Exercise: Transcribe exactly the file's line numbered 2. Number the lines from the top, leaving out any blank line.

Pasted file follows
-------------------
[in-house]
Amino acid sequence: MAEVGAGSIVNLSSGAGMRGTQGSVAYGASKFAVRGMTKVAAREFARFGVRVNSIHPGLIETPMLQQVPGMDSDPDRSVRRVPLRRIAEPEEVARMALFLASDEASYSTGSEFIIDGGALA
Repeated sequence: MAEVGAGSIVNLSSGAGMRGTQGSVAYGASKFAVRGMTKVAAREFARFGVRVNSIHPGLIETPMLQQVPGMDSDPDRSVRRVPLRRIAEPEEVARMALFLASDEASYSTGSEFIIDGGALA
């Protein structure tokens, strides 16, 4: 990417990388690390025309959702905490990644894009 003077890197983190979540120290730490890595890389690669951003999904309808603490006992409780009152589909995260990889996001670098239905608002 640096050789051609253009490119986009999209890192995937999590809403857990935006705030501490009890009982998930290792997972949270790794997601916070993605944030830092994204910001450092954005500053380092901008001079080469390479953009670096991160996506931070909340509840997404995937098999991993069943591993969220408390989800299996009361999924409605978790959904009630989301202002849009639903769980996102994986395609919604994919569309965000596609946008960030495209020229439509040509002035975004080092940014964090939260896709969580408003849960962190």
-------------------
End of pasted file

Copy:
Amino acid sequence: MAEVGAGSIVNLSSGAGMRGTQGSVAYGASKFAVRGMTKVAAREFARFGVRVNSIHPGLIETPMLQQVPGMDSDPDRSVRRVPLRRIAEPEEVARMALFLASDEASYSTGSEFIIDGGALA